ASA: The Lesser Known Cousin of ABS

vance-and-coy-2

How exactly did the word cousin become synonymous with similarity? How many times have you heard someone refer to one thing being the close cousin to another thing like granite is a close cousin of marble or a planet in a distant solar system being Earth’s cousin? I don’t know about you but I am not that much like any of my cousins. Maybe it’s just me.

Anyway, you could say that ASA is a close cousin to ABS. ASA is ABS with one ingredient changed out.

ASA stands for Acrylonitrile Styrene Acrylate where ABS stands for Acrylonitrile Butadiene Styrene. Notice that in ASA, the butadiene has been replaced with acrylate. Both butadiene and acrylate are rubbers that add impact strength to the respective materials.

Butadiene does a great job of increasing the impact strength but it has one major problem. Butadiene is extremely susceptible to damage from UV rays. The reason is kind of complicated to explain but suffice it to say that any molecule that has a double bond is susceptible to damage from ozone in the air. A double bond is a molecular bond that uses 4 electrons as opposed to the 2 in a “normal” molecular bond. Butadiene rubber has the troublesome double bond where acrylate rubber has only single bonds.

The acrylate rubber makes ASA extremely durable for outdoor and high sunlight exposure applications. ABS on the other hand is very susceptible to damage from sunlight and really should not be used in any outdoor application unless it is painted or chrome plated. ABS will discolor in a very short period of time and will suffer severe loss of physical properties shortly after. High impact polystyrene is even worse.

ASA has an excellent appearance, similar to ABS, and can be used to make very attractive parts in any color but it is not available in any low gloss variants like ABS is. ASA also has better long term heat resistance and chemical resistance than ABS.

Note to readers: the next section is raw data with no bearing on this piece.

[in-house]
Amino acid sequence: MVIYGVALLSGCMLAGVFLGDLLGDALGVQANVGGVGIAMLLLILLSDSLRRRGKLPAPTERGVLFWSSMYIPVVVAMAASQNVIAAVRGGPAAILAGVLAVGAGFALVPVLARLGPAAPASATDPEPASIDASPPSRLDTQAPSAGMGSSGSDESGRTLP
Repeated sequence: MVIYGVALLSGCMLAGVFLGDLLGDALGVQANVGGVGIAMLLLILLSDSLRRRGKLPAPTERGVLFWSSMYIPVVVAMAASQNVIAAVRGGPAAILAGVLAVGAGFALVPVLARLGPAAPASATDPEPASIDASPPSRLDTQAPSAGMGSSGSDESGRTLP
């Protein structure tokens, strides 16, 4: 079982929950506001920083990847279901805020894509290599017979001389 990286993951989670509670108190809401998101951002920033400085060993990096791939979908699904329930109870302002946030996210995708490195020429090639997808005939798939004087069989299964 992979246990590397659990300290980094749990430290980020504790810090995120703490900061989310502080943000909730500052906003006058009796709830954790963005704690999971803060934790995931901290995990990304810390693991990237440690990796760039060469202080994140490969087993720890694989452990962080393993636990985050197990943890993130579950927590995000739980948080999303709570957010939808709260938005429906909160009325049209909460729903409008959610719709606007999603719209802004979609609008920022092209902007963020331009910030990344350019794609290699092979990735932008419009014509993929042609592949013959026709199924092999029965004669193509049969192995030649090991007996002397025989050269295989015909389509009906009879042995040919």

The biggest negative with ASA is that the impact strength is not as high. The acrylate rubber just does not make as effective an impact modifier as butadiene rubber does. ASA tends to have izod impacts in the 3 ft-lbs/in range where ABS tends to be in the 4-6 range with some grades having izods as high as 8 ft-lbs/inch.

ASA can be alloyed with polycarbonate which will increase the impact significantly. ASA/PC alloy has izod impacts in the 6 ft-lb/in range which is very similar to a good higher impact ABS but not as good as ABS/PC alloy. ASA/PC alloy has excellent UV resistance just like ASA.

Common brands of ASA are Centrex which is made by A. Schulman and Luran which is made by INEOS Styrolution Group. SABIC makes ASA/PC alloy under the trade name Geloy. This is not a comprehensive list by any means, just some common trade names.

Similar to actual cousins, ABS and ASA do share some DNA but they behave in different ways. Similar to Vance and Coy shown above, ASA is not nearly as popular as ABS with ASA volumes being from 1-5% of ABS volumes. Unlike Vance and Coy, however, ASA does have some redeeming qualities.

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